US offers joint combat operations with Pakistan


Washington : US military has offered to undertake joint combat operations with Pakistani forces against Islamic militants if the government there requests help, Defence Secretary Robert M. Gates has said.

Support TwoCircles

This is seen as a change in the US position since Pentagon officials had so far avoided talking publicly about the possibility of operations with Pakistan because of avowed opposition by President Pervez Musharraf and the likelihood of widespread protests against direct American involvement.

“We remain ready, willing and able to assist the Pakistanis and to partner with them to provide additional training and to conduct joint operations should they desire to do so,” Gates said at a press conference Thursday.

He said deploying US troops in Pakistan to pursue Al Qaeda leaders was the “subject of ongoing dialogue” with officials there although the Pakistani government has not requested any additional assistance so far.

Admiral William J. Fallon, the Pentagon’s commander for the Middle East, was in Pakistan this week to meet with senior officials. The chairman of the Joint Chiefs of Staff, Admiral Michael G. Mullen said he did not know whether Fallon made or received any new proposals from Pakistanis.

“I think certainly if there is a desire on the part of the Pakistani armed forces and the Pakistani government to have us assist, we would certainly try to do that,” said Mullen who was present along with Gates at the press conference.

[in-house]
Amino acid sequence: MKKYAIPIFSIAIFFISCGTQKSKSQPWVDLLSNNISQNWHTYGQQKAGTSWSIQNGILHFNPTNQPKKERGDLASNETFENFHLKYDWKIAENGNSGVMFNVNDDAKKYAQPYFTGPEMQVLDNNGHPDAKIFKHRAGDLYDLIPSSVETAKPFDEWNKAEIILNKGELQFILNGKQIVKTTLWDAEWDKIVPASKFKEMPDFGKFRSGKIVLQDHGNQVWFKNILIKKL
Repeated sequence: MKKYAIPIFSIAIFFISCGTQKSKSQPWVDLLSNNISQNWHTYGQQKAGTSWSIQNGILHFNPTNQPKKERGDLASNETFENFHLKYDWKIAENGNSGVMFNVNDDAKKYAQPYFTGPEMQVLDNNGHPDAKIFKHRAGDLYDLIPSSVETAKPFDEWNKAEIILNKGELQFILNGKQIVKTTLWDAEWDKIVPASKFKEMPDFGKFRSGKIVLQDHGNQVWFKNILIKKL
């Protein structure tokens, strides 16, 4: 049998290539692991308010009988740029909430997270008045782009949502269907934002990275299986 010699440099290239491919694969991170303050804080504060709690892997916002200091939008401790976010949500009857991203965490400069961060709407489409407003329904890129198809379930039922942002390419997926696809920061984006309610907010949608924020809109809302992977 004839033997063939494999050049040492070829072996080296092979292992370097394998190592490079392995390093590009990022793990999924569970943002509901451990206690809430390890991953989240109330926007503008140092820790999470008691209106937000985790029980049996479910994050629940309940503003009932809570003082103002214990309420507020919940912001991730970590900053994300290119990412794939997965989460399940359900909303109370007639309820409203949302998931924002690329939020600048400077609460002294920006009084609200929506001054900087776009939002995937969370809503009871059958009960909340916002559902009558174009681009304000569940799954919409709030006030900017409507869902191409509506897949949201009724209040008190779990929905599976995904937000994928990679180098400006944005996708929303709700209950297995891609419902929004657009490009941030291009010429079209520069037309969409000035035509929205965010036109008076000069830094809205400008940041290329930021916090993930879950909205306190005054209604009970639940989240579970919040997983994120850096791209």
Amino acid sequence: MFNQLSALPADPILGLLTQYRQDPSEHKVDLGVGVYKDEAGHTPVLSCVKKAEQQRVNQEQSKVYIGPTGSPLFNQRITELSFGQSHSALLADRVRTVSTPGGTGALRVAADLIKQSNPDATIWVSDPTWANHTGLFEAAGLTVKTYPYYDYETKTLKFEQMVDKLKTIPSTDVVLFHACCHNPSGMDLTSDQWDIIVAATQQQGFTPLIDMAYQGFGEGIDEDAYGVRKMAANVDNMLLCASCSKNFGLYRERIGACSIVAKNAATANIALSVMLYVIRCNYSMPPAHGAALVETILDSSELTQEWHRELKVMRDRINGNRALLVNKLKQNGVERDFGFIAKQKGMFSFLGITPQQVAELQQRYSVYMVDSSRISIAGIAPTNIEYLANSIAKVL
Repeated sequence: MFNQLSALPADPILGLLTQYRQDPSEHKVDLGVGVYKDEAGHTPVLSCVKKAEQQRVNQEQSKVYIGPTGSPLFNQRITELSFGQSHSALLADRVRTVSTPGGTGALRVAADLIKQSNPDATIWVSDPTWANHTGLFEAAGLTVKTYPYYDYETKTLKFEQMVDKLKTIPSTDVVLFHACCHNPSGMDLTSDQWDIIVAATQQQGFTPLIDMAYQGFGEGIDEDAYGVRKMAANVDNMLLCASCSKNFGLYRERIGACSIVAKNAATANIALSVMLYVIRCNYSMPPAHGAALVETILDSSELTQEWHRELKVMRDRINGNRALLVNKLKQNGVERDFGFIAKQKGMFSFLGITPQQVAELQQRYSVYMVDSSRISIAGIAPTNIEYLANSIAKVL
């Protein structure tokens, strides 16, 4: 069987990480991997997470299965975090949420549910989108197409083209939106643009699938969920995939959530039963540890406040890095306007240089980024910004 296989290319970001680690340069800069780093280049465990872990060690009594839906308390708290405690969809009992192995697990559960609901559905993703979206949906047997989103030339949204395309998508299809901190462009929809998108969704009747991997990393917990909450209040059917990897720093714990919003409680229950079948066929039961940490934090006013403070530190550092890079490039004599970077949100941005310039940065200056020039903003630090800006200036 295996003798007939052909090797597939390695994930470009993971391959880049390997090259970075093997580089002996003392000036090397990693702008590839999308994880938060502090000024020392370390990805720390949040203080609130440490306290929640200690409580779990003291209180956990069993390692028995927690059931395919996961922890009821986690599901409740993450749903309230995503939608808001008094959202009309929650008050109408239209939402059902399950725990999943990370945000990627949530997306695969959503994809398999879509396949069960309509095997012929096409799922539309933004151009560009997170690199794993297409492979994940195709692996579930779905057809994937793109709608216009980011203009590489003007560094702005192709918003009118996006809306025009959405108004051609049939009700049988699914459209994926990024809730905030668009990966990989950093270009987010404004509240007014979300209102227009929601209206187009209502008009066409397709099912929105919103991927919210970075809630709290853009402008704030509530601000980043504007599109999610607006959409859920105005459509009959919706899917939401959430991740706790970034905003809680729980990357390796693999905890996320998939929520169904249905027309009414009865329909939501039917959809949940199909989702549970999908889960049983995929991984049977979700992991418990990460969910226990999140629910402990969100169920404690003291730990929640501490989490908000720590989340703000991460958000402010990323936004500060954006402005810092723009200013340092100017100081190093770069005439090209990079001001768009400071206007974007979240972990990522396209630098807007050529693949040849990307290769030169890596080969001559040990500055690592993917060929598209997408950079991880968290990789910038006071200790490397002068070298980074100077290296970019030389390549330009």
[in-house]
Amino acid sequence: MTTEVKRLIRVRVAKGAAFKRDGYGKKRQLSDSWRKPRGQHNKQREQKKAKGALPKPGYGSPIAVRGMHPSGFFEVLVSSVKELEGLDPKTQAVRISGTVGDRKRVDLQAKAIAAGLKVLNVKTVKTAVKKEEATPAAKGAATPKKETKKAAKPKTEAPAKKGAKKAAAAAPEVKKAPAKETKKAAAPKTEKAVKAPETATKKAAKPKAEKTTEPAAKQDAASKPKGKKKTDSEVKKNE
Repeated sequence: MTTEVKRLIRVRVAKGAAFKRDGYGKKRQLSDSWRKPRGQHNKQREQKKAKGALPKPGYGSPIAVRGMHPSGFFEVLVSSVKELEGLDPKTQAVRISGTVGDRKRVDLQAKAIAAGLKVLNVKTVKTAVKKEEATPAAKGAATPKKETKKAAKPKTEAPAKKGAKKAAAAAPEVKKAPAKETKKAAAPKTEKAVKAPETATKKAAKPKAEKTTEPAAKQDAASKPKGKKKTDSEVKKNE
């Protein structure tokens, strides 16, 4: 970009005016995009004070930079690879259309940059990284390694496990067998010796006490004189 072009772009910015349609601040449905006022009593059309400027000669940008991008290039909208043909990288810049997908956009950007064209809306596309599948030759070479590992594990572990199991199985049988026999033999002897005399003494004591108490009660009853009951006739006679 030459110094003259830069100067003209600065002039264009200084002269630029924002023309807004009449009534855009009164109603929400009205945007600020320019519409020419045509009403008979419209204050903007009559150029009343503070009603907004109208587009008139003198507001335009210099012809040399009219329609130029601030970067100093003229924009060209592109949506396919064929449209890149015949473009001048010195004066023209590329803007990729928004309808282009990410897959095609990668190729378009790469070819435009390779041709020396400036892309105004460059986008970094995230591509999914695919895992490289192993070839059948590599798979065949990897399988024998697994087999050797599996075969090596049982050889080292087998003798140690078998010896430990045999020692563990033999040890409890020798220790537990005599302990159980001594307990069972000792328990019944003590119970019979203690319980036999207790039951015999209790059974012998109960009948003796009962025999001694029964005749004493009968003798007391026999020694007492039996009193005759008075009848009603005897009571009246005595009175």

The US already has 28,000 troops in Afghanistan, but they are not allowed to go on hot pursuit of Taliban or Al Qaeda militants in Pakistan.

Pakistan is a sovereign country, Gates said and “they clearly have the right to decide whether or not forces from another country are going to operate on their soil.”

Gates’ remarks are seen as a sign of warmer ties between the US and Pakistani armies since Gen. Ashfaq Pervez Kayani took over as army chief from Musharraf in November.

Gen. Kayani has taken steps to focus his forces on the internal threat posed by Islamic militants and is working with the US military to improve his army’s counterinsurgency training.

“Al Qaeda has threatened to try and destabilize Pakistan, has threatened to assassinate Pakistani leaders,” Gates said.

Alluding to Pakistani army’s weak counterinsurgency abilities, Gates said, “The emergence of this fairly considerable security challenge in Pakistan has really been brought home to the Pakistani government relatively recently and particularly with the tragic assassination of (Benazir) Bhutto.

“So I think it’s not particularly surprising that they have not fully thought through exactly how they intend to proceed and their strategy going forward.”

Gates noted, however, that any combat operation in Pakistan would involve only a small number of US troops in the mountainous border area.

“You’re not talking about significant numbers of US troops if you’re talking about going after Al Qaeda in the border area,” Gates said.